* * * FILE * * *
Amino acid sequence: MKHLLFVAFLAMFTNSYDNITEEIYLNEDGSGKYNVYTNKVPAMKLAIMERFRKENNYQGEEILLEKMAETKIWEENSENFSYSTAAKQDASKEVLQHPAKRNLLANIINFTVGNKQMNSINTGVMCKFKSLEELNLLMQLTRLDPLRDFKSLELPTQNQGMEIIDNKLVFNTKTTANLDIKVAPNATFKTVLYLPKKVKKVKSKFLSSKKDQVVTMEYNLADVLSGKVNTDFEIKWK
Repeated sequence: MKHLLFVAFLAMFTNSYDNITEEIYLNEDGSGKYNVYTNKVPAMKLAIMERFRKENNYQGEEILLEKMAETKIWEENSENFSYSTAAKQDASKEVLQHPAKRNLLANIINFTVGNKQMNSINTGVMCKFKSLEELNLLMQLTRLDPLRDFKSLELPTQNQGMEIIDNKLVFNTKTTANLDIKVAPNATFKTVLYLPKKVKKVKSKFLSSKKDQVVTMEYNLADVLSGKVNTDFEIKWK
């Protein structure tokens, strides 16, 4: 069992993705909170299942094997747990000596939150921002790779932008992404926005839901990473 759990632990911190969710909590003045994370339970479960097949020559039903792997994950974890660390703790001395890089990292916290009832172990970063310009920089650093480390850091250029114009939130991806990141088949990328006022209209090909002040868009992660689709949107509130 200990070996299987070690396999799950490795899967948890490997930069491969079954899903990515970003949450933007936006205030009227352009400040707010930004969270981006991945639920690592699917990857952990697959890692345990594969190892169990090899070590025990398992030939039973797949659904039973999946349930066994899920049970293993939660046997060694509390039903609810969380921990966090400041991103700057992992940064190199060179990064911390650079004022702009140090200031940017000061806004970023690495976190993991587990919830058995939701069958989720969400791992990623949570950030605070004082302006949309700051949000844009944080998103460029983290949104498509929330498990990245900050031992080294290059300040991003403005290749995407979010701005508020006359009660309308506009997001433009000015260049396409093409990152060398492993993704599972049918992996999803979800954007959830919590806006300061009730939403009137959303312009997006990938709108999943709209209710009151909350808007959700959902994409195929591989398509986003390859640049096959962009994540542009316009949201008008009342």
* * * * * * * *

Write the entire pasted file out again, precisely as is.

Amino acid sequence: MKHLLFVAFLAMFTNSYDNITEEIYLNEDGSGKYNVYTNKVPAMKLAIMERFRKENNYQGEEILLEKMAETKIWEENSENFSYSTAAKQDASKEVLQHPAKRNLLANIINFTVGNKQMNSINTGVMCKFKSLEELNLLMQLTRLDPLRDFKSLELPTQNQGMEIIDNKLVFNTKTTANLDIKVAPNATFKTVLYLPKKVKKVKSKFLSSKKDQVVTMEYNLADVLSGKVNTDFEIKWK
Repeated sequence: MKHLLFVAFLAMFTNSYDNITEEIYLNEDGSGKYNVYTNKVPAMKLAIMERFRKENNYQGEEILLEKMAETKIWEENSENFSYSTAAKQDASKEVLQHPAKRNLLANIINFTVGNKQMNSINTGVMCKFKSLEELNLLMQLTRLDPLRDFKSLELPTQNQGMEIIDNKLVFNTKTTANLDIKVAPNATFKTVLYLPKKVKKVKSKFLSSKKDQVVTMEYNLADVLSGKVNTDFEIKWK
């Protein structure tokens, strides 16, 4: 069992993705909170299942094997747990000596939150921002790779932008992404926005839901990473 759990632990911190969710909590003045994370339970479960097949020559039903792997994950974890660390703790001395890089990292916290009832172990970063310009920089650093480390850091250029114009939130991806990141088949990328006022209209090909002040868009992660689709949107509130 200990070996299987070690396999799950490795899967948890490997930069491969079954899903990515970003949450933007936006205030009227352009400040707010930004969270981006991945639920690592699917990857952990697959890692345990594969190892169990090899070590025990398992030939039973797949659904039973999946349930066994899920049970293993939660046997060694509390039903609810969380921990966090400041991103700057992992940064190199060179990064911390650079004022702009140090200031940017000061806004970023690495976190993991587990919830058995939701069958989720969400791992990623949570950030605070004082302006949309700051949000844009944080998103460029983290949104498509929330498990990245900050031992080294290059300040991003403005290749995407979010701005508020006359009660309308506009997001433009000015260049396409093409990152060398492993993704599972049918992996999803979800954007959830919590806006300061009730939403009137959303312009997006990938709108999943709209209710009151909350808007959700959902994409195929591989398509986003390859640049096959962009994540542009316009949201008008009342």